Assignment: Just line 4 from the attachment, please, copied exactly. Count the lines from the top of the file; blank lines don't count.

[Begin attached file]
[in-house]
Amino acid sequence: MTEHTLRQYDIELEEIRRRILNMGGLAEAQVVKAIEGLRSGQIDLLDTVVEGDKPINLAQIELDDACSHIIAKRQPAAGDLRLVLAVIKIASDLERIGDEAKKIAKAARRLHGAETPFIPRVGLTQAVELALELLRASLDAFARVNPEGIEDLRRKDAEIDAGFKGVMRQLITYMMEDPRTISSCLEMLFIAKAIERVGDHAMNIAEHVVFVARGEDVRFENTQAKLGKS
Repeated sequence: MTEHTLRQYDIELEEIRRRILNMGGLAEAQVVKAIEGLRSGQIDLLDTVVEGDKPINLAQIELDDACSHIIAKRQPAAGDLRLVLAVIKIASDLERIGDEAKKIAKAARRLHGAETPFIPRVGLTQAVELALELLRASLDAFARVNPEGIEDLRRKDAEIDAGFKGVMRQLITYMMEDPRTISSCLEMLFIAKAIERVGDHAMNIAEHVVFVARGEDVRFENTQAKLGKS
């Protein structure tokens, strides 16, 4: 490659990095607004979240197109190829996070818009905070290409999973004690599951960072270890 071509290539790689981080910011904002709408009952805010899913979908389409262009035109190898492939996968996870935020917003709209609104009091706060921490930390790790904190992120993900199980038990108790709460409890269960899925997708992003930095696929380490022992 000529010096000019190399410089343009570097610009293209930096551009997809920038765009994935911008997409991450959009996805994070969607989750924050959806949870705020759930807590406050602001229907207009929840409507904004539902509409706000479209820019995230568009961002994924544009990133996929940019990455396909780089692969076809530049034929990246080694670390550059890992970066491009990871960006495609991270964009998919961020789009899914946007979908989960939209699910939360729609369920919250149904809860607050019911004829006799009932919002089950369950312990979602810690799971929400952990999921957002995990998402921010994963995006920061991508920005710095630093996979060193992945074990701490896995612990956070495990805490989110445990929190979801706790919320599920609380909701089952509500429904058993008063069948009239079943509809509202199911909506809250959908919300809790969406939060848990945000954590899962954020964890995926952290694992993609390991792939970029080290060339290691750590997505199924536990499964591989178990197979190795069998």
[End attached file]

């Protein structure tokens, strides 16, 4: 490659990095607004979240197109190829996070818009905070290409999973004690599951960072270890 071509290539790689981080910011904002709408009952805010899913979908389409262009035109190898492939996968996870935020917003709209609104009091706060921490930390790790904190992120993900199980038990108790709460409890269960899925997708992003930095696929380490022992 000529010096000019190399410089343009570097610009293209930096551009997809920038765009994935911008997409991450959009996805994070969607989750924050959806949870705020759930807590406050602001229907207009929840409507904004539902509409706000479209820019995230568009961002994924544009990133996929940019990455396909780089692969076809530049034929990246080694670390550059890992970066491009990871960006495609991270964009998919961020789009899914946007979908989960939209699910939360729609369920919250149904809860607050019911004829006799009932919002089950369950312990979602810690799971929400952990999921957002995990998402921010994963995006920061991508920005710095630093996979060193992945074990701490896995612990956070495990805490989110445990929190979801706790919320599920609380909701089952509500429904058993008063069948009239079943509809509202199911909506809250959908919300809790969406939060848990945000954590899962954020964890995926952290694992993609390991792939970029080290060339290691750590997505199924536990499964591989178990197979190795069998």